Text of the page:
HD25 - Accelerating the Commercialization of Virginia University Research Results through Improved Management of Intellectual Property

Executive Summary:
The Intellectual Property Committee of the Virginia Research and Technology Advisory Commission (VRTAC) reviewed the present intellectual property (IP) framework in the Commonwealth, and evaluated its propensity to create economic opportunity within the existing structure. Benchmarks of other universities and states were analyzed along with their incentives and ability to provide a return on taxpayer investment. The resulting report provides suggested policies and procedures that will improve the existing IP structure, lead to an increase in private sector investment in R&D performed in Virginia's universities, and enhance the environment and opportunities for creating innovative start-up companies driving new economic growth in the Commonwealth.

This report is in response to two pieces of legislation addressed by the Virginia Research and Technology Advisory Commission's Intellectual Property Committee. The Honorable Jeannemarie Devolites, Member of Virginia's House of Delegates, patroned HB530, which directed the development of a statewide policy and uniform standard for the commercialization of intellectual property developed through university research. Delegate Devolites also patroned HJ88, which requested recommendations for incentives necessary to encourage the commercialization of university research and development.

The committee considered and debated a broad range of IP issues and ultimately developed a series of recommendations that could be addressed without immediate budgetary considerations, due to the difficult economy. These recommendations represent the second phase of an evolutionary process for improving management of Virginia's IP resources, building upon the VRTAC IP Committee's efforts in the November 2000 report. The first recommendation explicitly stresses a commitment to continue to address strategies for enhanced IP; it is anticipated that VRTAC will continue to actively pursue evolutionary refinements to Virginia's intellectual property policies. Current recommendations include:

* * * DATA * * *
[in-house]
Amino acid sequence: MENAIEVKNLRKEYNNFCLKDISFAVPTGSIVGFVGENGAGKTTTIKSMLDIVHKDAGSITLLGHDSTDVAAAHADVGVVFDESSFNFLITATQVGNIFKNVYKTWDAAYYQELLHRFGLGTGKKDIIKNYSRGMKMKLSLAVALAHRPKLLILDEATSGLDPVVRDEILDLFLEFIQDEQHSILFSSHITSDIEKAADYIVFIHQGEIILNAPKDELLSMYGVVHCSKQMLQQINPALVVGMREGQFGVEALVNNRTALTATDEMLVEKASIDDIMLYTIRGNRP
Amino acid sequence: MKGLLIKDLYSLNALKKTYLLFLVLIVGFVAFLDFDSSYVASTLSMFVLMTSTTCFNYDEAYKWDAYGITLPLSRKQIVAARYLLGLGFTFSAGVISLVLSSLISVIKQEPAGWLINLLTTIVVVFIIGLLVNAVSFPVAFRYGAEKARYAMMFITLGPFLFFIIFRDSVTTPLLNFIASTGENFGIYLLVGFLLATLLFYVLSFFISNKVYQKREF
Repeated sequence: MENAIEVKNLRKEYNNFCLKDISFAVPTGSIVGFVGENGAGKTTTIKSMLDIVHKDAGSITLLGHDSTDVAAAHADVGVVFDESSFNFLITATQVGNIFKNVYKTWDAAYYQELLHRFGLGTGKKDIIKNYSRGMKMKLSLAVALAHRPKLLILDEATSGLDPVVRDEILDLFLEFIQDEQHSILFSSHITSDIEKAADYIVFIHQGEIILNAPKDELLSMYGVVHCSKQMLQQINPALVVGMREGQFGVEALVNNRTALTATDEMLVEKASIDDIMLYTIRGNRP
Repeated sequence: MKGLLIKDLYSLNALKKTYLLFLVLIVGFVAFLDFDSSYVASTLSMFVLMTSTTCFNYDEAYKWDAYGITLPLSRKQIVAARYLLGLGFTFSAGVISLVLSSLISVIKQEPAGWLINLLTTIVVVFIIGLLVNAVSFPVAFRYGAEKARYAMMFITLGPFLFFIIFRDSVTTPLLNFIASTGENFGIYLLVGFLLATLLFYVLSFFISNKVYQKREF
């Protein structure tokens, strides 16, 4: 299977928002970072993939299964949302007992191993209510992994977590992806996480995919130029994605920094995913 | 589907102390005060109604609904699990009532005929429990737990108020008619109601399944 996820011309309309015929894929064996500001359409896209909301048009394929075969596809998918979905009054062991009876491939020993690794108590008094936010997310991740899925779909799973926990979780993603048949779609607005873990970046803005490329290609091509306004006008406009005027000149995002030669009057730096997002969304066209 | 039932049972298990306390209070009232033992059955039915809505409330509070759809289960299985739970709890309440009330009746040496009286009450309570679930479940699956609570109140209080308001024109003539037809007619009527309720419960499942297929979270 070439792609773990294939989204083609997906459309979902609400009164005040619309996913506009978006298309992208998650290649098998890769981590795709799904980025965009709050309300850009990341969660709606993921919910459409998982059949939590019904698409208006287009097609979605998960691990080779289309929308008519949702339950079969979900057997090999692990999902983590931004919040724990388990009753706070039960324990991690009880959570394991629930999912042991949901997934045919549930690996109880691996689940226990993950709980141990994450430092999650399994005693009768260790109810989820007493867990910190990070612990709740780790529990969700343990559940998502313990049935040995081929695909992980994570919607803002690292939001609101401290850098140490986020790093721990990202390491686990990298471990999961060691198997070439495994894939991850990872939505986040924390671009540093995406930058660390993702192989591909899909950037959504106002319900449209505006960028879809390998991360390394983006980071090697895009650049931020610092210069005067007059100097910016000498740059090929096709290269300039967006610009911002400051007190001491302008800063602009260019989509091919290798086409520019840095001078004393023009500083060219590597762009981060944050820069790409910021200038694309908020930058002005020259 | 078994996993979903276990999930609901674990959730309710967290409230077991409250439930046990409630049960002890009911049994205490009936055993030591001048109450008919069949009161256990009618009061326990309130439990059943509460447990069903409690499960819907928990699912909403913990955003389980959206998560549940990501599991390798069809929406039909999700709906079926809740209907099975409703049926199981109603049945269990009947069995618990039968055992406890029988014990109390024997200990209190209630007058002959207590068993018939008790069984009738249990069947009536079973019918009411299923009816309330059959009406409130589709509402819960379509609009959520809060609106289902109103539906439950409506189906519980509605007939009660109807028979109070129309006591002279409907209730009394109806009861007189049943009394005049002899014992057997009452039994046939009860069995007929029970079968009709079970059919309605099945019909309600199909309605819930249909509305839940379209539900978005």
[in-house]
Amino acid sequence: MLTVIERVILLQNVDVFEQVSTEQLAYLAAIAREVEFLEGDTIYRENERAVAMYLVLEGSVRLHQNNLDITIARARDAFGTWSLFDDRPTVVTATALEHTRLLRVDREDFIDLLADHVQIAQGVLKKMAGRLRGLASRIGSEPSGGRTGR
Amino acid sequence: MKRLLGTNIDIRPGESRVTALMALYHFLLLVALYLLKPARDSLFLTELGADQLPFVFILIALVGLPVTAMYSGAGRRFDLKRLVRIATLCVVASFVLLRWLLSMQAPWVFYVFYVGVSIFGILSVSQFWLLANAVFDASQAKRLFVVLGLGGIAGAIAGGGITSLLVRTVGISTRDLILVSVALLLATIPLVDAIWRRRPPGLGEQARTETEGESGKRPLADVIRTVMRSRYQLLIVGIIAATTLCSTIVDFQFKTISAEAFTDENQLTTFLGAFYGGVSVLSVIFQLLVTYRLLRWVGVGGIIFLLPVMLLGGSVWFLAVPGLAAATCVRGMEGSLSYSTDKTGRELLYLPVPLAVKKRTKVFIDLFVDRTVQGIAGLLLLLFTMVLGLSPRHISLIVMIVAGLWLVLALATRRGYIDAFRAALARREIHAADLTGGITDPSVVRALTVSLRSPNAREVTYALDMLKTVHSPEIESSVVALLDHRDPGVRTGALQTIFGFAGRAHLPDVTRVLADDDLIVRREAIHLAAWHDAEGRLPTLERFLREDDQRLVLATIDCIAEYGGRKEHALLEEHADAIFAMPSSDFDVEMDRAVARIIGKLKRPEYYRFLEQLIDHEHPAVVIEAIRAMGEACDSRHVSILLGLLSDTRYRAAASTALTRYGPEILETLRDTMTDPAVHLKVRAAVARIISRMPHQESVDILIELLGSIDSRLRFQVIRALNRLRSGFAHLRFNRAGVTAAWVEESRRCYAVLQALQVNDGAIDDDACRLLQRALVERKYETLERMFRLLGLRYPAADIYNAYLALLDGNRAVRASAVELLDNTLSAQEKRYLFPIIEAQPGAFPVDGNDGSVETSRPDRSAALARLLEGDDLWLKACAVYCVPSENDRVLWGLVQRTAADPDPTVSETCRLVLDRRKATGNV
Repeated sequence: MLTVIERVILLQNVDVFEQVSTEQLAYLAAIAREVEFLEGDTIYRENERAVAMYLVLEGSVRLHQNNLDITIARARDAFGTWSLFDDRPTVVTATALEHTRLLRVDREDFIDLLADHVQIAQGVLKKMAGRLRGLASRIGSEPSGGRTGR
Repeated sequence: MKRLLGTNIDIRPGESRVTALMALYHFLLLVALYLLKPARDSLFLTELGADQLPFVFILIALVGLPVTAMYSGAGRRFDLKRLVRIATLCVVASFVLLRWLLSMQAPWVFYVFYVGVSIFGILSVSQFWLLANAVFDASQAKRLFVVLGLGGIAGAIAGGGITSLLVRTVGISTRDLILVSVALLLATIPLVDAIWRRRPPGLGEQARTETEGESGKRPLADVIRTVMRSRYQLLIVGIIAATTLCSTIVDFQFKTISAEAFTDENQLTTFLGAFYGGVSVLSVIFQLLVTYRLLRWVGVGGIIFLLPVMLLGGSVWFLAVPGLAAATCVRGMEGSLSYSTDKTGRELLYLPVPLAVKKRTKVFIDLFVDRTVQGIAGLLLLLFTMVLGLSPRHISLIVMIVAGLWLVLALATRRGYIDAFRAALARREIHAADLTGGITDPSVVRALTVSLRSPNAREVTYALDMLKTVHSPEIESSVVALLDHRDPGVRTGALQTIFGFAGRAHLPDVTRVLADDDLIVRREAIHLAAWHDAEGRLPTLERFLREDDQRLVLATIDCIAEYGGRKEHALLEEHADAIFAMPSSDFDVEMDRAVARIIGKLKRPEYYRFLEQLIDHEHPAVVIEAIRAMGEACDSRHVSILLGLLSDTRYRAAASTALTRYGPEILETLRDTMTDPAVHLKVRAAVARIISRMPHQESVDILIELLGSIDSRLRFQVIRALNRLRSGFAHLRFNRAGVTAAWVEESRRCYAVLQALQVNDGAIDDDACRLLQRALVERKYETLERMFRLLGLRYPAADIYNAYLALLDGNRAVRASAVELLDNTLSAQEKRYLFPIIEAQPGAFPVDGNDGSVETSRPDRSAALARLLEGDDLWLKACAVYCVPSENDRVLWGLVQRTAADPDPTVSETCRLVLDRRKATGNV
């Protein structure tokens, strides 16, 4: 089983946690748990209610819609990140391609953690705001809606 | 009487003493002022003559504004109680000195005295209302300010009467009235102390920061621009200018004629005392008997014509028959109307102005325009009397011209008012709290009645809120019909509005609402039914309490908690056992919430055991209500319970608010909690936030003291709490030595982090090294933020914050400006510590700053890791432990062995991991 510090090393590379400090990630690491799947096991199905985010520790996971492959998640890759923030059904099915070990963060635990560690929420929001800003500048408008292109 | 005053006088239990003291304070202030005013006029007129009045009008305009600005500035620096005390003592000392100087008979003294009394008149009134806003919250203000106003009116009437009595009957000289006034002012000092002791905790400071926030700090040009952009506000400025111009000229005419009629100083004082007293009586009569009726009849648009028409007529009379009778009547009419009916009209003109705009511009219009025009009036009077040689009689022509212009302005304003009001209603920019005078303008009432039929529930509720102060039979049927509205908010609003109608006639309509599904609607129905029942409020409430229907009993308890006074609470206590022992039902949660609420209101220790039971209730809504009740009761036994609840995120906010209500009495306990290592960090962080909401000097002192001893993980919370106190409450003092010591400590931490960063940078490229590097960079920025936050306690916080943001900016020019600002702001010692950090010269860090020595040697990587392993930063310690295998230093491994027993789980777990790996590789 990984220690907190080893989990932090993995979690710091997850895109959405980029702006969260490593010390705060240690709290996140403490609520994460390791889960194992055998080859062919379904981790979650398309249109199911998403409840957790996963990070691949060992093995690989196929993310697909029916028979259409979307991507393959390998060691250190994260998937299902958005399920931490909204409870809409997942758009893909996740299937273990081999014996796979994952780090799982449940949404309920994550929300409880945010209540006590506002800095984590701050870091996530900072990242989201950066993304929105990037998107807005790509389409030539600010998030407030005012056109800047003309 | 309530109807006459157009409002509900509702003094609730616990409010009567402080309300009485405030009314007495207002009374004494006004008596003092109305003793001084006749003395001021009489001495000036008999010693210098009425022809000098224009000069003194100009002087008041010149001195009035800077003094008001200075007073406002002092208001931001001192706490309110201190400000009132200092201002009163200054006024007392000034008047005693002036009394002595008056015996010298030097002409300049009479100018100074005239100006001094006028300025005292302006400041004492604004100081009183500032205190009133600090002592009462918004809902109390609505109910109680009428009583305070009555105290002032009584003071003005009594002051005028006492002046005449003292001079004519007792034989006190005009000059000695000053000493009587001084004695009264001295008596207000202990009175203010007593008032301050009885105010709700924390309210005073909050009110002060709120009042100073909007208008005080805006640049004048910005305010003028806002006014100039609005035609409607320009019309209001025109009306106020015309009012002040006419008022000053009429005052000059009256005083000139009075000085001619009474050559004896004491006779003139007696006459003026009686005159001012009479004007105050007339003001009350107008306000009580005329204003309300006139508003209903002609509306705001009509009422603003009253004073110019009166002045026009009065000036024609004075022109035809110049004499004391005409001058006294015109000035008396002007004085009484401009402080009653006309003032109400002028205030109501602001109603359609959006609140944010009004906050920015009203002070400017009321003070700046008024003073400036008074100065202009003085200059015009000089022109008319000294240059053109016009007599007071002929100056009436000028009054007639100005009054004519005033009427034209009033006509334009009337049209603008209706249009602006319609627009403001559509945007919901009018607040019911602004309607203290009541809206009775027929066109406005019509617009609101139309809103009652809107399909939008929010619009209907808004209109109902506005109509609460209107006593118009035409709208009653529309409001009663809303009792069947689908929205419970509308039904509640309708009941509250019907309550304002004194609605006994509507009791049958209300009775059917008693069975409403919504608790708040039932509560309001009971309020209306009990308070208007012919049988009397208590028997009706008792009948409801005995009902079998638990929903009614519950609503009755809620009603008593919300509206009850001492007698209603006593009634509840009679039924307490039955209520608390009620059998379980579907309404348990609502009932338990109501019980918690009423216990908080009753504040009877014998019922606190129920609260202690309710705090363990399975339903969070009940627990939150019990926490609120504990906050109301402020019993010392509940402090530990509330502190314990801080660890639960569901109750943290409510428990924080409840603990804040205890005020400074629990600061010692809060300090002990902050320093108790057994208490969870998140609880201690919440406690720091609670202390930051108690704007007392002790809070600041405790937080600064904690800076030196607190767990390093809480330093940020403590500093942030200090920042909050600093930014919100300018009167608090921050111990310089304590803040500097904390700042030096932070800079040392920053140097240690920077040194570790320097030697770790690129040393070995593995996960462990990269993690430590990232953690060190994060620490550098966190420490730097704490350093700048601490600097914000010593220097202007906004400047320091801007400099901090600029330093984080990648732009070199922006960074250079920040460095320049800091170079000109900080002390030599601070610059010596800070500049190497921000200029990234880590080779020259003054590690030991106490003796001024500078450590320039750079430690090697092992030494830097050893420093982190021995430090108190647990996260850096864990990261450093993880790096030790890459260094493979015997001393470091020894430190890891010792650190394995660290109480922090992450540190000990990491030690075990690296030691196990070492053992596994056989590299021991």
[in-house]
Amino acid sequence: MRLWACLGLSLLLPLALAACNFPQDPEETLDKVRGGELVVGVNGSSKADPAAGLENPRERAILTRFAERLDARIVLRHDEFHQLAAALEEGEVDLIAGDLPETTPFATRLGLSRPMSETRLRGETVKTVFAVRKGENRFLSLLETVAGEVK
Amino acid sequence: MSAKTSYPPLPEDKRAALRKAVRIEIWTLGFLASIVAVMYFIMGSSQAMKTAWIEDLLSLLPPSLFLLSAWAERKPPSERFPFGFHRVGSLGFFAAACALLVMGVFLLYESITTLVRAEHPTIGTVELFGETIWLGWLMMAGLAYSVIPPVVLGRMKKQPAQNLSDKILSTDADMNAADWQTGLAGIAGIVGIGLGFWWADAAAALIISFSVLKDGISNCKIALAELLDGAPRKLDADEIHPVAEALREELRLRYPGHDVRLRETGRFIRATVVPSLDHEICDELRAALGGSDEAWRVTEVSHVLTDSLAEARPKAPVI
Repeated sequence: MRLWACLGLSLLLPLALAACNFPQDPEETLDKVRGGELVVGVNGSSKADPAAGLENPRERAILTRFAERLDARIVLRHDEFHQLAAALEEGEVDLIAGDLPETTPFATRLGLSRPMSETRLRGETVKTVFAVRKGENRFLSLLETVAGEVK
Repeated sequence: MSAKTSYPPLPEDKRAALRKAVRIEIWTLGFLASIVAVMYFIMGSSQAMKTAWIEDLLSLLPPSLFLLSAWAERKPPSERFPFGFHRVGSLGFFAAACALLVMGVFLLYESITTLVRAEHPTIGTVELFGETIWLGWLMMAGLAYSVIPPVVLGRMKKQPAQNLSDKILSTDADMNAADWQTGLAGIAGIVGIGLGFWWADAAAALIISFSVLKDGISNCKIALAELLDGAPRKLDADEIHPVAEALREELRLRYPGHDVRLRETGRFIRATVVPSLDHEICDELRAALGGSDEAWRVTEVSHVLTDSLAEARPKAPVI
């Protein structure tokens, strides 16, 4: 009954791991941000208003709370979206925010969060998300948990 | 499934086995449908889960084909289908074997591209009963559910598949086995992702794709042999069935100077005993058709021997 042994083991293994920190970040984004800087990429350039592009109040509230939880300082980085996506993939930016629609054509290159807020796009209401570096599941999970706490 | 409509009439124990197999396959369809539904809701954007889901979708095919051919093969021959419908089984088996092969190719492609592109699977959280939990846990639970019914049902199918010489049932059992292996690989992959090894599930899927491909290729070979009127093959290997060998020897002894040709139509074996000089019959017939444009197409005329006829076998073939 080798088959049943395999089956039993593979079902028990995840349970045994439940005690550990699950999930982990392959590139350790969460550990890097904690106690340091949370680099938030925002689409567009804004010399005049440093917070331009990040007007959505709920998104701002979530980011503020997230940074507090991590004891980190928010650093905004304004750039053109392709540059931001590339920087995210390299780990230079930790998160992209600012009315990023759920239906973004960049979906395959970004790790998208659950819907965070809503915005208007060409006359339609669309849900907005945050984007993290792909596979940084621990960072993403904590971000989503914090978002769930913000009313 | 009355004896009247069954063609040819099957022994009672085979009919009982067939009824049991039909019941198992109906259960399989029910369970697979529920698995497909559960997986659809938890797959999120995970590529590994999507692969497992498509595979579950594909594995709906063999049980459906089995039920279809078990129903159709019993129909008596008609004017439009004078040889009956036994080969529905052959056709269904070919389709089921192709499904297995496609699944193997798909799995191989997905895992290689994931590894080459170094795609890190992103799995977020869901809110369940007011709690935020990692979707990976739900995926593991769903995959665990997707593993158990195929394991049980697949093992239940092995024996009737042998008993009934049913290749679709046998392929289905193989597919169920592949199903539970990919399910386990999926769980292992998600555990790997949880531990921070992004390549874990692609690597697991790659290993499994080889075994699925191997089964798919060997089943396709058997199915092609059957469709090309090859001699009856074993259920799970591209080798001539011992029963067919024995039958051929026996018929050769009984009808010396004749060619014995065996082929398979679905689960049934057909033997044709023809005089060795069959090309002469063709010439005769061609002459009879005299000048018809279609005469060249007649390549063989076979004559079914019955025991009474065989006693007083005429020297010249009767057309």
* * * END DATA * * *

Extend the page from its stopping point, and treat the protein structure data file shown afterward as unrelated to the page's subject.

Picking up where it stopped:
(1) Develop and implement a statewide strategic plan for research and development in the Commonwealth
(2) Facilitate conflict of interest waivers for research and technology commercialization
(3) Make success in technology commercialization a consideration in faculty promotion and tenure decisions
(4) Virginia's research universities must agree on, adopt, and promulgate a uniform statement of policy regarding technology transfer to industry
(5) Authorize university boards of visitors to assign title to university-owned inventions
(6) Establish a uniform, web-based protocol for initiating industry-supported research projects and technology transfer agreements with Virginia's universities
(7) Create a university technology commercialization support fund